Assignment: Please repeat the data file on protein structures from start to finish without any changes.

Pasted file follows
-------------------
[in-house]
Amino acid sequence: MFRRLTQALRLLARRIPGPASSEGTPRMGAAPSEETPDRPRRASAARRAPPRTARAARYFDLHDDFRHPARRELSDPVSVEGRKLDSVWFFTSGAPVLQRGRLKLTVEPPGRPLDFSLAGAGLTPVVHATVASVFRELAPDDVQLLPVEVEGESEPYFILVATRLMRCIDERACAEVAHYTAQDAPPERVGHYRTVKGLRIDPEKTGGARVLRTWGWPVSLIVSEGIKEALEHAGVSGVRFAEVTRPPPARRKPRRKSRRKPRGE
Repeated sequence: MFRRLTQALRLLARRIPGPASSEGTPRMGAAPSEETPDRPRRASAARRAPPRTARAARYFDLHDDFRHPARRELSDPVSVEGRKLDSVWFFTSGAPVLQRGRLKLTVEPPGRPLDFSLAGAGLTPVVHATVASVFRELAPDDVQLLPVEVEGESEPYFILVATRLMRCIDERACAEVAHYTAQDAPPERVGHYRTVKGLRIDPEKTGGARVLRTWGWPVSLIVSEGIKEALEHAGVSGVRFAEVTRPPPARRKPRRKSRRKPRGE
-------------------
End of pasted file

[in-house]
Amino acid sequence: MFRRLTQALRLLARRIPGPASSEGTPRMGAAPSEETPDRPRRASAARRAPPRTARAARYFDLHDDFRHPARRELSDPVSVEGRKLDSVWFFTSGAPVLQRGRLKLTVEPPGRPLDFSLAGAGLTPVVHATVASVFRELAPDDVQLLPVEVEGESEPYFILVATRLMRCIDERACAEVAHYTAQDAPPERVGHYRTVKGLRIDPEKTGGARVLRTWGWPVSLIVSEGIKEALEHAGVSGVRFAEVTRPPPARRKPRRKSRRKPRGE
Repeated sequence: MFRRLTQALRLLARRIPGPASSEGTPRMGAAPSEETPDRPRRASAARRAPPRTARAARYFDLHDDFRHPARRELSDPVSVEGRKLDSVWFFTSGAPVLQRGRLKLTVEPPGRPLDFSLAGAGLTPVVHATVASVFRELAPDDVQLLPVEVEGESEPYFILVATRLMRCIDERACAEVAHYTAQDAPPERVGHYRTVKGLRIDPEKTGGARVLRTWGWPVSLIVSEGIKEALEHAGVSGVRFAEVTRPPPARRKPRRKSRRKPRGE